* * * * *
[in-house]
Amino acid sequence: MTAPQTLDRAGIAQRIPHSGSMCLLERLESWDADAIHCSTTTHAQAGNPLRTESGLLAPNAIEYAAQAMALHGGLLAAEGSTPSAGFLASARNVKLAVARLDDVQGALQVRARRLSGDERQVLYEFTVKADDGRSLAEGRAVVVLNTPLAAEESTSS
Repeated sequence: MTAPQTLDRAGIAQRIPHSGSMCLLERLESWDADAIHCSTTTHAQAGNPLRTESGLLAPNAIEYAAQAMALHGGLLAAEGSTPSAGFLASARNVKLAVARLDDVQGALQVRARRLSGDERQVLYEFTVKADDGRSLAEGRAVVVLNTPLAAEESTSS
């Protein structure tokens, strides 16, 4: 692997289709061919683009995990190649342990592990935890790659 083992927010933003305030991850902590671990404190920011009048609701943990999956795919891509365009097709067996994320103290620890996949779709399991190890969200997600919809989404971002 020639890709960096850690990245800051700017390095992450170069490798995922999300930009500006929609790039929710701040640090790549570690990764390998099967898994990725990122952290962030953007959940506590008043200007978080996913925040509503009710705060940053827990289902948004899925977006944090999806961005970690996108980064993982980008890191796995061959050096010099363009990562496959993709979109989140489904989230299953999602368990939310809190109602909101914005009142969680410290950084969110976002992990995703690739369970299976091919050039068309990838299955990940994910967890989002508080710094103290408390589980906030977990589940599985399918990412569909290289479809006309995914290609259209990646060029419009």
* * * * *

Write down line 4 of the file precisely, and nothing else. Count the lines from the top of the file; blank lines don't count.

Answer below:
């Protein structure tokens, strides 16, 4: 692997289709061919683009995990190649342990592990935890790659 083992927010933003305030991850902590671990404190920011009048609701943990999956795919891509365009097709067996994320103290620890996949779709399991190890969200997600919809989404971002 020639890709960096850690990245800051700017390095992450170069490798995922999300930009500006929609790039929710701040640090790549570690990764390998099967898994990725990122952290962030953007959940506590008043200007978080996913925040509503009710705060940053827990289902948004899925977006944090999806961005970690996108980064993982980008890191796995061959050096010099363009990562496959993709979109989140489904989230299953999602368990939310809190109602909101914005009142969680410290950084969110976002992990995703690739369970299976091919050039068309990838299955990940994910967890989002508080710094103290408390589980906030977990589940599985399918990412569909290289479809006309995914290609259209990646060029419009």